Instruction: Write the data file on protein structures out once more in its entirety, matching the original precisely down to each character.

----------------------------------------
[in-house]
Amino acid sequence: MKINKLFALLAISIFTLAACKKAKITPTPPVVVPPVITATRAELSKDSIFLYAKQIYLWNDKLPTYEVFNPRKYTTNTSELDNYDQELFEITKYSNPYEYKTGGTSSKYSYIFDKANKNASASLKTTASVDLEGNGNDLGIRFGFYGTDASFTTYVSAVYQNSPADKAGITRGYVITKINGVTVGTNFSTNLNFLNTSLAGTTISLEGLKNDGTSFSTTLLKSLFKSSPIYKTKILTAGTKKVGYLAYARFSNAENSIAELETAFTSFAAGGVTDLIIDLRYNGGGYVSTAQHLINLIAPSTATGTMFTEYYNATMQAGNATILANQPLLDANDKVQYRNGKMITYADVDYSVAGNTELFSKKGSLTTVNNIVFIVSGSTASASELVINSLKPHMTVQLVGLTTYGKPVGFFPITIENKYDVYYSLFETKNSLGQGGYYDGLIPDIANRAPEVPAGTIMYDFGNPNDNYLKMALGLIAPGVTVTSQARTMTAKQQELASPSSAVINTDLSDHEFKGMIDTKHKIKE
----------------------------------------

[in-house]
Amino acid sequence: MKINKLFALLAISIFTLAACKKAKITPTPPVVVPPVITATRAELSKDSIFLYAKQIYLWNDKLPTYEVFNPRKYTTNTSELDNYDQELFEITKYSNPYEYKTGGTSSKYSYIFDKANKNASASLKTTASVDLEGNGNDLGIRFGFYGTDASFTTYVSAVYQNSPADKAGITRGYVITKINGVTVGTNFSTNLNFLNTSLAGTTISLEGLKNDGTSFSTTLLKSLFKSSPIYKTKILTAGTKKVGYLAYARFSNAENSIAELETAFTSFAAGGVTDLIIDLRYNGGGYVSTAQHLINLIAPSTATGTMFTEYYNATMQAGNATILANQPLLDANDKVQYRNGKMITYADVDYSVAGNTELFSKKGSLTTVNNIVFIVSGSTASASELVINSLKPHMTVQLVGLTTYGKPVGFFPITIENKYDVYYSLFETKNSLGQGGYYDGLIPDIANRAPEVPAGTIMYDFGNPNDNYLKMALGLIAPGVTVTSQARTMTAKQQELASPSSAVINTDLSDHEFKGMIDTKHKIKE